Later disclosures showed that among the blocked historical documents were ones dealing with the Watergate cover-up and the Vietnam War. John Taylor argued in a letter in the Chronicle of Higher Education in 1996 that the blocked items "were of the sort that are routinely withheld at other Presidents' libraries." Perhaps not, as the Archives later opened most of the contested items -- but only after Mr. Nixon died in 1994.
In 1991, historian Stanley I. Kutler wrote to NARA, asking when it planned to open the Watergate tapes. Presidential Libraries chief John T. Fawcett (1987-1994) replied that archivists had released all “integral file segments” relating to governmental abuses of power.
Dr. Kutler filed a lawsuit against the Archives in 1992. The Nixon records act called on NARA to disclose at the earliest reasonable date “the full truth about governmental abuses of power” known generally as Watergate. Testimony by working level archivists revealed that 200 hours of Watergate related conversations still remained undisclosed to the public.
Mr. Taylor sneered at us in 1998 for being “Hardy Boys,” writing of the Watergate tapes that “the archivists have done their worst.” The court case revealed that although NARA in 1989 received a list of 70 deletions to Watergate tapes from Nixon’s agent, it did not reveal to the public that it made cuts to the tapes at Nixon’s behest. Archivists (I among them) pleaded unsuccessfully with managers in 1989 to follow the same procedures as their predecessors had followed with Nixon’s objections to release of his files.
Had Dr. Kutler not filed his lawsuit, the public might never have known that Nixon’s agent compiled and gave us a list of deletions. In fact, the New York Times had reported reassuringly on June 5, 1991 that
“Mr. Nixon did not contest the release of the latest transcripts, [the Archives’ spokeswoman said]. Mr. Nixon's lawyer has previously said his client would not contest the release of transcripts relating to the Watergate affair.” Perhaps those assertions explain why NARA did not initially admit to the court in 1992 that it received from Nixon a list of deletions to the Watergate tapes. Nixon himself later admitted to the court during Dr. Kutler’s litigation that his agent had submitted a list of deletions to Watergate tapes.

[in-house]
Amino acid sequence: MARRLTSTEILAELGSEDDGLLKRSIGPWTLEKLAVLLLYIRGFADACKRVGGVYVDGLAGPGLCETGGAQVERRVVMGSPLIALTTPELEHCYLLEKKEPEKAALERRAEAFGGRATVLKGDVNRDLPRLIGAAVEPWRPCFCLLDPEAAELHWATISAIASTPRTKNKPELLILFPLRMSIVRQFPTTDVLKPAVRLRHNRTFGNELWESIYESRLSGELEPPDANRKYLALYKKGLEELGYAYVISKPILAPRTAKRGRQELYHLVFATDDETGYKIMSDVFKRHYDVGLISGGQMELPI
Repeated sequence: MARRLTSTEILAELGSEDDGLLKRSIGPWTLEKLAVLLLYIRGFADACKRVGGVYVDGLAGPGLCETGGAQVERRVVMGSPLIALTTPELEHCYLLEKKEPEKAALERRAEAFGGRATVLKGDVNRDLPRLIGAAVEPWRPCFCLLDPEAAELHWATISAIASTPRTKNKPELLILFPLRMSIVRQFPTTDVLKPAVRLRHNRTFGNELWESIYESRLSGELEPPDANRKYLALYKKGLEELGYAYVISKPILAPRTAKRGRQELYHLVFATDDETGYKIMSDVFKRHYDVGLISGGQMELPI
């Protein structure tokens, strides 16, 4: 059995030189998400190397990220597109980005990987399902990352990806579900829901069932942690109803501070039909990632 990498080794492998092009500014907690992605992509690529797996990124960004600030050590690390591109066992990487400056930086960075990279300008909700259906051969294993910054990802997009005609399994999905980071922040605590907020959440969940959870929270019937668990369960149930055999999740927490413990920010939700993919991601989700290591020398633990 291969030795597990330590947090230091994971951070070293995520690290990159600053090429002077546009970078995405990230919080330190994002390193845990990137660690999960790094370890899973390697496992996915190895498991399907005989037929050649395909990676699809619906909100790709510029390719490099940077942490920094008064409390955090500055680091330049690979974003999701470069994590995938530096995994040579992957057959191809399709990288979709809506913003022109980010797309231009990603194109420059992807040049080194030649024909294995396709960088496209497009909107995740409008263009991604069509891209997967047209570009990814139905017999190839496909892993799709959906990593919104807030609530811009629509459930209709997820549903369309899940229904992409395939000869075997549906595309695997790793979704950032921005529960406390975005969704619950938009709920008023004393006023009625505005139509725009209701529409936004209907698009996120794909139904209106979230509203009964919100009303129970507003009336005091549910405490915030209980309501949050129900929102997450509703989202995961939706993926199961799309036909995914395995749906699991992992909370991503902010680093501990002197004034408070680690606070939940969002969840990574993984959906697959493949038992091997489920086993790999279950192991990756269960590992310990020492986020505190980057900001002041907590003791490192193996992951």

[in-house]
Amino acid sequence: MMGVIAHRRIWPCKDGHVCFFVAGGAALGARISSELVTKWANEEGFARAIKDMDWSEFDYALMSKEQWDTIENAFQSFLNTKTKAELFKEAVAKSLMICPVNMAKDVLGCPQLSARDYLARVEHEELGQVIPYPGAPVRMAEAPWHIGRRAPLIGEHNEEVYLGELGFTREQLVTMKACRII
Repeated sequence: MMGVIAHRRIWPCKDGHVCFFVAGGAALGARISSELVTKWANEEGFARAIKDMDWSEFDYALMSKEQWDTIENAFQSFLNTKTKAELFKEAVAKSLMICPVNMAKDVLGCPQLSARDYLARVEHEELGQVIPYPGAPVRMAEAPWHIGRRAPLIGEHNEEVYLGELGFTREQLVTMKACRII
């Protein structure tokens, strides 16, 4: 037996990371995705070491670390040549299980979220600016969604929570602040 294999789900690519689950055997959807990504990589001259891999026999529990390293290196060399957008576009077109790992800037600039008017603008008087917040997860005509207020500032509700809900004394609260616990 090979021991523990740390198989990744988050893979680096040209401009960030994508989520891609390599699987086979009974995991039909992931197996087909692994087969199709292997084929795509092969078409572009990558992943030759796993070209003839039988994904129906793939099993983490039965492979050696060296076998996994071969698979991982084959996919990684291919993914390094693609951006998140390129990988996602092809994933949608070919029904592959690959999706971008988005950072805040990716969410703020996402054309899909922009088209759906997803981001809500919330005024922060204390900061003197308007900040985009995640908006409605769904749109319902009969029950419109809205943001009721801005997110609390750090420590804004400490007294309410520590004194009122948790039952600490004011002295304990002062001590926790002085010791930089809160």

It was not the only error in the news story published in 1991. The Archives’ spokeswoman also asserted in 1991 that “National Archives experts are cataloging and transcribing thousands of hours of remaining conversations, which will be released over time, but years will pass before all become public.” But the Archives had decided in the late 1970s not to transcribe the tapes, a decision borne out by its later releases of tape subject logs rather than transcripts. (If you look now at the National Archives website, you will search in vain for transcripts systematically produced by NARA’s archivists.)
The handling of Dr. Kutler’s litigation for access to Watergate cover-up tapes raised a number of troubling questions. Court documents filed by the Department of Justice (DOJ) claimed that, as implied in the 1991 news story, it would be years before the tapes would be ready for release. DOJ said that screening done by NARA during 1979-1987 represented merely a first archival go-around with the tapes and that a second review was forthcoming before Nixon's agents got a crack at them. But subpoenaed internal documents, such as a NARA Annual Work Plan, told a different story. They referred to completion of "final" review of the tapes in 1987. Documents from the late 1980s also showed plans by NARA for chronological releases of the tapes in phases, starting in 1991 with tapes recorded in 1971.